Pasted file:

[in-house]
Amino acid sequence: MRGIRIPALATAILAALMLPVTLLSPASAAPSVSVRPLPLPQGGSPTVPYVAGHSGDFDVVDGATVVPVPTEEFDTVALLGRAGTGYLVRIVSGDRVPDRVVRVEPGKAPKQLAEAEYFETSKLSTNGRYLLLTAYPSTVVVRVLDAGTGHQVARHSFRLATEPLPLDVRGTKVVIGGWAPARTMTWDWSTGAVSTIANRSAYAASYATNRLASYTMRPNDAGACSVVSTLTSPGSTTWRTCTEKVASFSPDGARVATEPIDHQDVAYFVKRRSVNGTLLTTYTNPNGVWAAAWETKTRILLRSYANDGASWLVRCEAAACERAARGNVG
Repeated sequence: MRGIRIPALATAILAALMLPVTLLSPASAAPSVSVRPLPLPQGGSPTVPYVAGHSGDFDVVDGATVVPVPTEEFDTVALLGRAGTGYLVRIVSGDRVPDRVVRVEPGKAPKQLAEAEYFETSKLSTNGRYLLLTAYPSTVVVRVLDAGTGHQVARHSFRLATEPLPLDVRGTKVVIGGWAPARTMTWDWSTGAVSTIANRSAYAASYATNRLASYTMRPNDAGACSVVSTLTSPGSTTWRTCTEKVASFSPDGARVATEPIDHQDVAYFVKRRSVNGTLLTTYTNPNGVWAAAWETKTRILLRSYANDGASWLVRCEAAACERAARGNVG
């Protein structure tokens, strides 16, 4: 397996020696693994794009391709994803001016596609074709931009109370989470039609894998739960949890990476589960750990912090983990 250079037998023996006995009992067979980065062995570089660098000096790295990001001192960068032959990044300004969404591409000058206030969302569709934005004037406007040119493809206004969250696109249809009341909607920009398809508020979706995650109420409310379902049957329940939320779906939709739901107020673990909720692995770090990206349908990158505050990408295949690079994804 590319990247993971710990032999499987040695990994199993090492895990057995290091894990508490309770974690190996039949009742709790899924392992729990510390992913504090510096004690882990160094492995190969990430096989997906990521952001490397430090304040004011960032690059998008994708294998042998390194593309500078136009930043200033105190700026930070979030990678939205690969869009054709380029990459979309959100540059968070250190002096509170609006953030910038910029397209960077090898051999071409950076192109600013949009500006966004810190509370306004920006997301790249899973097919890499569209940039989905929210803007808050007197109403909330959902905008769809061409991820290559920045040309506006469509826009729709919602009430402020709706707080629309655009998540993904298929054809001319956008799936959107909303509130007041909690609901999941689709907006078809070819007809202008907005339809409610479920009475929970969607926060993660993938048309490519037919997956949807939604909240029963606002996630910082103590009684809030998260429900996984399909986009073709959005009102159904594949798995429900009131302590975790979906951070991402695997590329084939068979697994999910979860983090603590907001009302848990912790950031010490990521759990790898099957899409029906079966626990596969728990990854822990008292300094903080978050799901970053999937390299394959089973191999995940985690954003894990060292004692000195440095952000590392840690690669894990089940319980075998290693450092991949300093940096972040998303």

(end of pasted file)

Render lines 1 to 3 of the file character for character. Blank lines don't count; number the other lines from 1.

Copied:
[in-house]
Amino acid sequence: MRGIRIPALATAILAALMLPVTLLSPASAAPSVSVRPLPLPQGGSPTVPYVAGHSGDFDVVDGATVVPVPTEEFDTVALLGRAGTGYLVRIVSGDRVPDRVVRVEPGKAPKQLAEAEYFETSKLSTNGRYLLLTAYPSTVVVRVLDAGTGHQVARHSFRLATEPLPLDVRGTKVVIGGWAPARTMTWDWSTGAVSTIANRSAYAASYATNRLASYTMRPNDAGACSVVSTLTSPGSTTWRTCTEKVASFSPDGARVATEPIDHQDVAYFVKRRSVNGTLLTTYTNPNGVWAAAWETKTRILLRSYANDGASWLVRCEAAACERAARGNVG
Repeated sequence: MRGIRIPALATAILAALMLPVTLLSPASAAPSVSVRPLPLPQGGSPTVPYVAGHSGDFDVVDGATVVPVPTEEFDTVALLGRAGTGYLVRIVSGDRVPDRVVRVEPGKAPKQLAEAEYFETSKLSTNGRYLLLTAYPSTVVVRVLDAGTGHQVARHSFRLATEPLPLDVRGTKVVIGGWAPARTMTWDWSTGAVSTIANRSAYAASYATNRLASYTMRPNDAGACSVVSTLTSPGSTTWRTCTEKVASFSPDGARVATEPIDHQDVAYFVKRRSVNGTLLTTYTNPNGVWAAAWETKTRILLRSYANDGASWLVRCEAAACERAARGNVG